Language learning and our brains work in an amazing way. Those of you who have studied a new language before will know what I am talking about here. Our brains take on new knowledge quite readily, and can store old knowledge at the same time. Learning a new language or skill causes these two functions to collide in a brilliantly wonderful way.
Most of us stop learning grammar usage and function around 12-15 years old, then spend years of “fine tuning” and learning how to use it better and in a contextual manner. Think academic writing, online writing, letter writing, public speaking, higher level reading, etc. When we start a new language, our brains have to go back to the storage unit and sort through the years of stuff that has piled up. Since we can’t constantly have the newest information at the forefront, our brains learn to pull from the files, as well as to assimilate the new stuff into the old files, or to use the previous example, to re-organize our stuff to fit the new stuff in the storage unit with the old stuff. Eventually it all becomes old stuff.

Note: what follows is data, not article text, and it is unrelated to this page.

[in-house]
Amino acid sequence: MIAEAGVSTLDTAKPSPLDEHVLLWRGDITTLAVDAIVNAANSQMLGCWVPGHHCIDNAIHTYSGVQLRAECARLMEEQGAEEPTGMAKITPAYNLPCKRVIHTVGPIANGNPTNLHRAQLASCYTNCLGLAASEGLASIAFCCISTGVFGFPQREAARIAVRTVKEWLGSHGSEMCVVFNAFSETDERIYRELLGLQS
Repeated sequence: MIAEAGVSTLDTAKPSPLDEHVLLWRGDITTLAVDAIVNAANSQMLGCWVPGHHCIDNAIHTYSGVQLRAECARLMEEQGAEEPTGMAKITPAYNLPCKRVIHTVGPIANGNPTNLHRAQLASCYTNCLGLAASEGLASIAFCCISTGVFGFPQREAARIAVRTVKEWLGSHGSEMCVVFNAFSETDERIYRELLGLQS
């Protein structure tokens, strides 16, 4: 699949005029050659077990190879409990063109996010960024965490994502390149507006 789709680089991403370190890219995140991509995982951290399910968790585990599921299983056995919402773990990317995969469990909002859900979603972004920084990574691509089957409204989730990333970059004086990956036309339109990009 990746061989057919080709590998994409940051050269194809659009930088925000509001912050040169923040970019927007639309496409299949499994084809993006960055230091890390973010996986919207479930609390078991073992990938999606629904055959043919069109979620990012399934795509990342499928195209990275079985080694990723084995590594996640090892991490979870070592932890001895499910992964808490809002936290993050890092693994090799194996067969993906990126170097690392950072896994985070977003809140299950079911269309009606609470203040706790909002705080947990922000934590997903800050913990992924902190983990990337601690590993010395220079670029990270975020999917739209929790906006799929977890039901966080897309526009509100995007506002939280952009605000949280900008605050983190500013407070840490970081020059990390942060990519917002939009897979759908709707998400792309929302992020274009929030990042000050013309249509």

I am not a linguist, so I do not totally understand the entire process, but all of us, at some point in our new language will stop translating everything and will just start speaking, reading, hearing, and writing things in the same way we do our native languages. FASCINATING! It’s an exciting time, as a teacher, to watch this happen. Sometimes we have to remind students that they are no longer translating entire sections of whatever it is they are working on. Sure, it takes a lot of repetition and practice, but our brain just does it.
I’m looking forward to our start date (still undetermined, but aiming for the fall), so I can start experiencing this again. Here’s to our amazing and wonderful brains!